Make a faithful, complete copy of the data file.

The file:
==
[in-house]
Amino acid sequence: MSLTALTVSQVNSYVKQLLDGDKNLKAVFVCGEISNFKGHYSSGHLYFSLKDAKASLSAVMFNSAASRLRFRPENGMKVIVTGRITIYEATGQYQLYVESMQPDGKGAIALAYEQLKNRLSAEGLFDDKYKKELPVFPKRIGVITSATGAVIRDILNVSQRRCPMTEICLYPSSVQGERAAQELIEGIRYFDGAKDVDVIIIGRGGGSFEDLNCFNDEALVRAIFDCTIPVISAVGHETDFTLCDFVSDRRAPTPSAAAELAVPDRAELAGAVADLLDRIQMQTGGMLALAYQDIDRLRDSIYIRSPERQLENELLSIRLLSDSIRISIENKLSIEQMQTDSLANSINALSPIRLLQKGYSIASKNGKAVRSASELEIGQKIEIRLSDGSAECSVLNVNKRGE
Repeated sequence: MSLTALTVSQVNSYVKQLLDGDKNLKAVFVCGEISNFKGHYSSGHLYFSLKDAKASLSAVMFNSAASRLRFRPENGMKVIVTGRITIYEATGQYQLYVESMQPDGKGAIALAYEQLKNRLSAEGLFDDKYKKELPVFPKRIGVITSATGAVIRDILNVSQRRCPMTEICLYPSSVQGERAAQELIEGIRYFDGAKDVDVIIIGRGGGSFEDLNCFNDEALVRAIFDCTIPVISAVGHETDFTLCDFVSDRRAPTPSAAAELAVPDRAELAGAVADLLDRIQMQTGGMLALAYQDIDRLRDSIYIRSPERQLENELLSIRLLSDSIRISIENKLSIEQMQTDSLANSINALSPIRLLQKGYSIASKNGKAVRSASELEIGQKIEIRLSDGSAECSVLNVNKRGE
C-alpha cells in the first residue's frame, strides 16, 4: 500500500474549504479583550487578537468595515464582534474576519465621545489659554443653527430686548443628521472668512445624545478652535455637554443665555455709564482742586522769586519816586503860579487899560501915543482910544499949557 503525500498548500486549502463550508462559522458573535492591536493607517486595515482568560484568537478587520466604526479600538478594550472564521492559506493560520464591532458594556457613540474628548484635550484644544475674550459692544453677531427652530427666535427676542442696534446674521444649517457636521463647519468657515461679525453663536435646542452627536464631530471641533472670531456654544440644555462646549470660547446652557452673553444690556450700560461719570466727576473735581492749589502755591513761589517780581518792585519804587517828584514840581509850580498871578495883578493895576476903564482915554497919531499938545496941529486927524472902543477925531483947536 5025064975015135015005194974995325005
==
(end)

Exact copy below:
[in-house]
Amino acid sequence: MSLTALTVSQVNSYVKQLLDGDKNLKAVFVCGEISNFKGHYSSGHLYFSLKDAKASLSAVMFNSAASRLRFRPENGMKVIVTGRITIYEATGQYQLYVESMQPDGKGAIALAYEQLKNRLSAEGLFDDKYKKELPVFPKRIGVITSATGAVIRDILNVSQRRCPMTEICLYPSSVQGERAAQELIEGIRYFDGAKDVDVIIIGRGGGSFEDLNCFNDEALVRAIFDCTIPVISAVGHETDFTLCDFVSDRRAPTPSAAAELAVPDRAELAGAVADLLDRIQMQTGGMLALAYQDIDRLRDSIYIRSPERQLENELLSIRLLSDSIRISIENKLSIEQMQTDSLANSINALSPIRLLQKGYSIASKNGKAVRSASELEIGQKIEIRLSDGSAECSVLNVNKRGE
Repeated sequence: MSLTALTVSQVNSYVKQLLDGDKNLKAVFVCGEISNFKGHYSSGHLYFSLKDAKASLSAVMFNSAASRLRFRPENGMKVIVTGRITIYEATGQYQLYVESMQPDGKGAIALAYEQLKNRLSAEGLFDDKYKKELPVFPKRIGVITSATGAVIRDILNVSQRRCPMTEICLYPSSVQGERAAQELIEGIRYFDGAKDVDVIIIGRGGGSFEDLNCFNDEALVRAIFDCTIPVISAVGHETDFTLCDFVSDRRAPTPSAAAELAVPDRAELAGAVADLLDRIQMQTGGMLALAYQDIDRLRDSIYIRSPERQLENELLSIRLLSDSIRISIENKLSIEQMQTDSLANSINALSPIRLLQKGYSIASKNGKAVRSASELEIGQKIEIRLSDGSAECSVLNVNKRGE
C-alpha cells in the first residue's frame, strides 16, 4: 500500500474549504479583550487578537468595515464582534474576519465621545489659554443653527430686548443628521472668512445624545478652535455637554443665555455709564482742586522769586519816586503860579487899560501915543482910544499949557 503525500498548500486549502463550508462559522458573535492591536493607517486595515482568560484568537478587520466604526479600538478594550472564521492559506493560520464591532458594556457613540474628548484635550484644544475674550459692544453677531427652530427666535427676542442696534446674521444649517457636521463647519468657515461679525453663536435646542452627536464631530471641533472670531456654544440644555462646549470660547446652557452673553444690556450700560461719570466727576473735581492749589502755591513761589517780581518792585519804587517828584514840581509850580498871578495883578493895576476903564482915554497919531499938545496941529486927524472902543477925531483947536 5025064975015135015005194974995325005